I grew up in a Latino home. Food, gifts, music, and alcohol are always a must. Last year, I spent my Christmas and New Year in Rio de Janeiro, Brasil. I've never been so happy! The weight was off my shoulders, no gifts to buy, no people to invite, no invitations to decline. The peace and the contentment I felt was priceless! I never want to go back to loud music, more food than I can eat, expensive gifts, cultural expectations… it takes too much from my joy.
I'm not the only one, and if you've gotten this far, you can probably relate. The responsibility of making it look nice, food arrangements, making sure everyone shows up, and the little final touches typically fall on the ladies. After my divorce, I took the time to get to know myself, and in all honesty, I used the holidays to find clues about who I am. Ironic? I think not! How often are we paying attention to the version of ourselves that makes us feel content, fulfilled, full of joy? If you are a woman that honors family, probably not enough! We spend so much time delivering, gifting, embracing, and nurturing everyone else, but we forget the little things that make us happy. Here is how to look for cues during this holiday season Questions to ask yourself
Am I having fun, or does this feel forced?
Do I enjoy being around this group of people?
Is the gathering too big, too small, or just right for you?
Am I doing all the hosting work? Do I enjoy it, or do I want to run away?
Am I stressing over conversation topics, or do I have to talk more than I want to?
Am I overwhelmed with expectations? What are those expectations?
Breaking down the holiday emotions…
Gatherings create anxiety in most humans, but often that anxiety comes from over-compromising and not honoring your truth vs. the gathering itself. During my marriage, I used to have huge gatherings (potlucks, parties, just-because gatherings, holiday events), and it was all too exhausting! I prepared food, cleaned, set up, hosted, engaged, stayed attentive, and after everyone left, well, I cleaned some more. I did it for ten years, convincing myself that I genuinely enjoyed it. I developed severe anxiety around gatherings, and then I realized why!
My presence felt forced.
They weren't meaningful.
I disliked cooking for large groups.
Most of the people attending annoyed me.
Too many side conversations about "nothing" were dull.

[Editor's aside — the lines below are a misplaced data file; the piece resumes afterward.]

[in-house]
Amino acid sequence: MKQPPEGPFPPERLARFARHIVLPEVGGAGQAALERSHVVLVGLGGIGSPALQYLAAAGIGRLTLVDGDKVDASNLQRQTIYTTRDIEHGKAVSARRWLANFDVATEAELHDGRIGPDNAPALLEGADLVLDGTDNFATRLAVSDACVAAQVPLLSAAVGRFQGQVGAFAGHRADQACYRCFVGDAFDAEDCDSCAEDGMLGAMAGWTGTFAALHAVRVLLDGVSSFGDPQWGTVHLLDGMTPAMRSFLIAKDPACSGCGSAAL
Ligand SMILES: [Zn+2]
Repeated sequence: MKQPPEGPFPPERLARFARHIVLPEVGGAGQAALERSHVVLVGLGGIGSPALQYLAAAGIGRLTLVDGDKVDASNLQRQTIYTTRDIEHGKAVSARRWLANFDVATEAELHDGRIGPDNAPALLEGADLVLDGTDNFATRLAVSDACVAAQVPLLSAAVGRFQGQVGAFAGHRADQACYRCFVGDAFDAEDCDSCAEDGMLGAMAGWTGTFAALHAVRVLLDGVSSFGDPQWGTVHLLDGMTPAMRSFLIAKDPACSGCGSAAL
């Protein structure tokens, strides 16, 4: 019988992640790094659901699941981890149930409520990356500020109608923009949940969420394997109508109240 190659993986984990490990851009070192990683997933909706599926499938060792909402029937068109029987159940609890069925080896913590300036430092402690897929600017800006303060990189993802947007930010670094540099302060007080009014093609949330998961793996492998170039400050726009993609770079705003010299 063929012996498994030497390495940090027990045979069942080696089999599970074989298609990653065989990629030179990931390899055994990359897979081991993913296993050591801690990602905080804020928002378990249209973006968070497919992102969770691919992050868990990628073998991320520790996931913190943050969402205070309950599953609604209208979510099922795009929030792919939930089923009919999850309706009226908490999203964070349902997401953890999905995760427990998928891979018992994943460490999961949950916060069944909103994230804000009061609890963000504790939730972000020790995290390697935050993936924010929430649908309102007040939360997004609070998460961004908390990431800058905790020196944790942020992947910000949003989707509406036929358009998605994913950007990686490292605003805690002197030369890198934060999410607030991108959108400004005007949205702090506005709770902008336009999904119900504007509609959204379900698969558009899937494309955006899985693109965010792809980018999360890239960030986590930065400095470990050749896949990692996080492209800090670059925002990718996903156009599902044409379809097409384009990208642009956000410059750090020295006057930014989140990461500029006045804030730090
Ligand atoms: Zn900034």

Implementing a new way and adding your spark.
1. You can choose who you invite - Some time ago, I learned that I prefer engaging in meaningful conversations. The whole "small talk," because we are in each other's presence, feels too forced. I don't care about how Susie from next door had a horrible experience at Lowes. I only invite guests that I enjoy having conversations with; often, those same friends open up great topics to share as a group. I challenge you to only surround yourself with people that make your soul feel good… family or not!
2. You don't have to host - I prefer going to gatherings instead of hosting. There is something special about meeting new people from other walks of life, lending a helping hand to the host, or being part of great conversations with new people. It makes me feel alive without feeling overwhelmed. When I do host, I now stick to the basics (no more grandiose cooking) cheese platters, anyone? Drinks, BYOB! I keep it simple to focus on what matters, genuine conversation exchanges.
3. You don't have to follow tradition - I mentioned my trip to Brasil earlier, and let me share that no amount of friends, family, or gifts can replace that feeling of true contentment and joy! I dare you to do something you've wanted to for a long time! Canceling your hosting duties, buying a plane ticket instead of gifts, challenging your culture, doing things differently, maybe even cooking ham instead of pork this year. We recently released a blog on "Managing holiday madness," give it a read!
Listen to your intuition this holiday, and if you are still wondering what that spark of holiday joy feels like, remember to ask yourself those much-needed questions and implement a new way of doing things.